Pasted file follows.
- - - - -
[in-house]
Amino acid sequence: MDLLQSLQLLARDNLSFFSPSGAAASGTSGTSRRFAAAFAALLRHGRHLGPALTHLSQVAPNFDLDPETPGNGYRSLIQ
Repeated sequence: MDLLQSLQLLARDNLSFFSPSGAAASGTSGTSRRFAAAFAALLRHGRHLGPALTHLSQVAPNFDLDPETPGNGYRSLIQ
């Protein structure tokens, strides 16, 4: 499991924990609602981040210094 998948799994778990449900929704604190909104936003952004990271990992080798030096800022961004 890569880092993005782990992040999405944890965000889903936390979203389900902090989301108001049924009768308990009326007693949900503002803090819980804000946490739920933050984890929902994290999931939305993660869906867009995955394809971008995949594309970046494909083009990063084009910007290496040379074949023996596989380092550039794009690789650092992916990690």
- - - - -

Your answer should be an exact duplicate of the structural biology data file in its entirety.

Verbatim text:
[in-house]
Amino acid sequence: MDLLQSLQLLARDNLSFFSPSGAAASGTSGTSRRFAAAFAALLRHGRHLGPALTHLSQVAPNFDLDPETPGNGYRSLIQ
Repeated sequence: MDLLQSLQLLARDNLSFFSPSGAAASGTSGTSRRFAAAFAALLRHGRHLGPALTHLSQVAPNFDLDPETPGNGYRSLIQ
């Protein structure tokens, strides 16, 4: 499991924990609602981040210094 998948799994778990449900929704604190909104936003952004990271990992080798030096800022961004 890569880092993005782990992040999405944890965000889903936390979203389900902090989301108001049924009768308990009326007693949900503002803090819980804000946490739920933050984890929902994290999931939305993660869906867009995955394809971008995949594309970046494909083009990063084009910007290496040379074949023996596989380092550039794009690789650092992916990690």